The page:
Last November we first learned that a batch of song lyrics that Bob Dylan had written during the summer of 1967, had been turned over to producer T Bone Burnett so that Burnett could record them for an album. Dylan wrote the lyrics while the recordings that became known as the ‘Basement Tapes’ were made at the house known as ‘Big Pink.’
Since then I’ve wondered how this was going to work.
Were these lyrics finished? If not, who would have the balls to finish them? Or would the lyrics be sung as written, even if they weren’t complete?
Burnett invited Elvis Costello, Rhiannon Giddens (Carolina Chocolate Drops), Taylor Goldsmith (Dawes), Jim James (My Morning Jacket) and Marcus Mumford to be involved in writing music for the lyrics and recording the completed songs.
The album is called Lost On the River: The New Basement Tapes and it will be released on November 20, 2014.
In March of this year, Burnett said this to the L. A. Times:
“These are not B-level Dylan lyrics. They’re lyrics he just never got around to finishing.”
Aha! So the lyrics weren’t finished, I thought. Well then who was going to finish them? Or were Costello and the others musicians going to sing these unfinished lyrics, and how would that work?
As it turns out, most of the lyrics were completed by Dylan at the time he wrote them.
“When T Bone gave that quote,” said Larry Jenkins, who is involved with the project, “the context was that Dylan never got around to finishing them as full songs (with music) or recording them.”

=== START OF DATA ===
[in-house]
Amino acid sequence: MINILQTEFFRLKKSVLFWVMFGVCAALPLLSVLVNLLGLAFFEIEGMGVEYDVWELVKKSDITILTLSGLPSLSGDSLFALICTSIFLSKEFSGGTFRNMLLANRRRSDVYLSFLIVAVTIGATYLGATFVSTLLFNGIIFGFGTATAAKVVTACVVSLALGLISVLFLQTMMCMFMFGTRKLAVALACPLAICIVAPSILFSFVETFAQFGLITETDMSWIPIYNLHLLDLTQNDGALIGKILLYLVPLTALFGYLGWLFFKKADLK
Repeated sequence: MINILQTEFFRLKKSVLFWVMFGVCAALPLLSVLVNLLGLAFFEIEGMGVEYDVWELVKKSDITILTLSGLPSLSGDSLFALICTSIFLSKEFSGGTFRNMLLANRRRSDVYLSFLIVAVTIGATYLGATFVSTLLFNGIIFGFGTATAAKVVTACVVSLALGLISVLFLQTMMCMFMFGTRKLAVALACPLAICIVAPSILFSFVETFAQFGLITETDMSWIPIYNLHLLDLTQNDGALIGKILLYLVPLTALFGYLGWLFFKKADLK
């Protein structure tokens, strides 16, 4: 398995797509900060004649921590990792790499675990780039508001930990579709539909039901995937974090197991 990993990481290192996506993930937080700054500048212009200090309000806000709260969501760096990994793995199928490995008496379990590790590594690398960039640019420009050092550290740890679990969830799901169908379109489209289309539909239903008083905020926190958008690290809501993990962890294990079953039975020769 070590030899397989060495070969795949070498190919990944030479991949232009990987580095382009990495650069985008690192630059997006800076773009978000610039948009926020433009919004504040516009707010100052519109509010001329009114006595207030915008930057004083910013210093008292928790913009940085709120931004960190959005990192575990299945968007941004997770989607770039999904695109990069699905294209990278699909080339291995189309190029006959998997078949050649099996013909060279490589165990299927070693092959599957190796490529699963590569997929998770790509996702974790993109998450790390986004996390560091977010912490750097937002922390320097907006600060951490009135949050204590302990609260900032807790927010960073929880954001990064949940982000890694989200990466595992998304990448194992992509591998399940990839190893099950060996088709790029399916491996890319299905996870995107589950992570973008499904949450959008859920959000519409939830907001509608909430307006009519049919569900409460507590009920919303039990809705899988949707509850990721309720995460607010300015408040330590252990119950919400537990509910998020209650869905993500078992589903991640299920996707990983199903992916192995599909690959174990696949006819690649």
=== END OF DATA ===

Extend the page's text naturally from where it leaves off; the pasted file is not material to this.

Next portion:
Well it turns out that, according to both Jenkins and a second source, in some cases the musicians who wrote music to the songs also added their own words.
“In some instances, the lyrics were used verbatim,” said my second source.,”In other ones, folks have added to them.”
“Most of the lyrics appeared to be complete and were sung by the artists as they were written on the page by Bob in 1967 (maybe with a small word change here or there),” Jenkins said. “Some lyrics were unfinished and were fair game for the artists to complete if they wanted to.”
So far, I haven’t been able to get specifics regarding which songs had additional lyrics added to them, but stay tuned.
But think about what that means. Who has the guts to add their words to a Bob Dylan song? What if Dylan doesn’t like the words that were added?
“I will tell you that ‘Nothing To It’ is word-for-word as Bob wrote it on the page,” Jenkins said.
Check out this post, which contains a copy of Dylan’s hand-written lyrics for “Nothing To It.”
So give another listen to this great new Dylan song, “Nothing To It,” sung by Jim James with help from Elvis Costello and Marcus Mumford.
— A Days Of The Crazy-Wild blog post —